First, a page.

Of course, not everyone is enticed by the architectural equivalent of a little black dress. It is almost impossible, however, to imagine anyone not wooed by the tactile beauty of recycled timber. Strong and weathered, this wood comes with a back story that can add interest to any new build.
And recycled cladding can come from some unexpected places, Kennedy says: “We recut a lot of recycled timber. So the boards will come in bigger in sections – perhaps it was bridge timber, or from a wharf or a power pole. We’ll recut that, dry it and process it and run it into cladding.”
Timber is graded by finish when it arrives at Kennedy’s Timbers, so the customer can choose from finishes that are silky smooth to those that are rustic and textured. The most popular species for cladding are spotted gum, ironbark, blackbutt and tallowood. “They’re all class 1 durability species,” says Kennedy, “which are suitable for high exposure applications outside.”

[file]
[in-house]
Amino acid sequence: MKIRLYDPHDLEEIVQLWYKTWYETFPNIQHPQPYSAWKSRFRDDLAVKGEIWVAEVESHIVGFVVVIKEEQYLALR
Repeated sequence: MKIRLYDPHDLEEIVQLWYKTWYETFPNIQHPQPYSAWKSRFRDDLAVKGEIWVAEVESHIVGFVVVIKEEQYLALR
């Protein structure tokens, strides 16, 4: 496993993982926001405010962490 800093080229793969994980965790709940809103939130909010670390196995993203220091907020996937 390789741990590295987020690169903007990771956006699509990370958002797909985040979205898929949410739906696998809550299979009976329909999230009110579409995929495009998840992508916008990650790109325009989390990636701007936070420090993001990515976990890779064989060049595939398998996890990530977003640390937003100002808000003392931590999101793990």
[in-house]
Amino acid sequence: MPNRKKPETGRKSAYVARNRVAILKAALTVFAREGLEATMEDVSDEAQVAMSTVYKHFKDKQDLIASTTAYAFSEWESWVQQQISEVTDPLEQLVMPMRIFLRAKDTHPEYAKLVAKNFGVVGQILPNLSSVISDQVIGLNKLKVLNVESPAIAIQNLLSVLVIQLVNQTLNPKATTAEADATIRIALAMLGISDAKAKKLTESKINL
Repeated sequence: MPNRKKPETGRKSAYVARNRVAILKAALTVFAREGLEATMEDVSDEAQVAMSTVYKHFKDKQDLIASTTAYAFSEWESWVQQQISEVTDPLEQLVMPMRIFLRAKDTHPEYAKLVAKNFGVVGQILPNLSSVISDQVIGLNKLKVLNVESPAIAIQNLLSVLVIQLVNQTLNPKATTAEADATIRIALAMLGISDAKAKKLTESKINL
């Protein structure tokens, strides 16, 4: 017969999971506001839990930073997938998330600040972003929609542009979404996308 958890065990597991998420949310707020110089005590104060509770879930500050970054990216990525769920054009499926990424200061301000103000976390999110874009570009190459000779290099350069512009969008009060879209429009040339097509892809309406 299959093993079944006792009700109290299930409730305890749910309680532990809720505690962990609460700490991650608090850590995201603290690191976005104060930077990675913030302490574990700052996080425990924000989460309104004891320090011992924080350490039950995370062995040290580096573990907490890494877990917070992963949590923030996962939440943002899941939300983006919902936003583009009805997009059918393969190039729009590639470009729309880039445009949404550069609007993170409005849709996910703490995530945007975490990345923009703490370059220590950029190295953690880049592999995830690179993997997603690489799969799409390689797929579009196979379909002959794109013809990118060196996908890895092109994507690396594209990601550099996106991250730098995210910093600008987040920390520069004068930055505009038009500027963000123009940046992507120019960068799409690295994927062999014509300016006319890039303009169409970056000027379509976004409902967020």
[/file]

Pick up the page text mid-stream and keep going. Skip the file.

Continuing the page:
While timber stands up admirably to the common Queensland threats of fire, flood and cyclone, there are smaller, more insidious enemies about, but Kennedy says the main cladding species they use are surprisingly unbothered by termites: “Even in Queensland, the termites will only eat them if there’s nothing else to eat. It’s a bit like brussels sprouts and me. I’ll eat them if there’s nothing else on the plate, but I’d rather eat the plate instead.
“They generally don’t require treatment, particularly the ironbark. For other species, if they’re going to be in contact with an area where termites could get to them, you would take measures. Your standard barriers will be enough,” he adds.
Profiles and combinations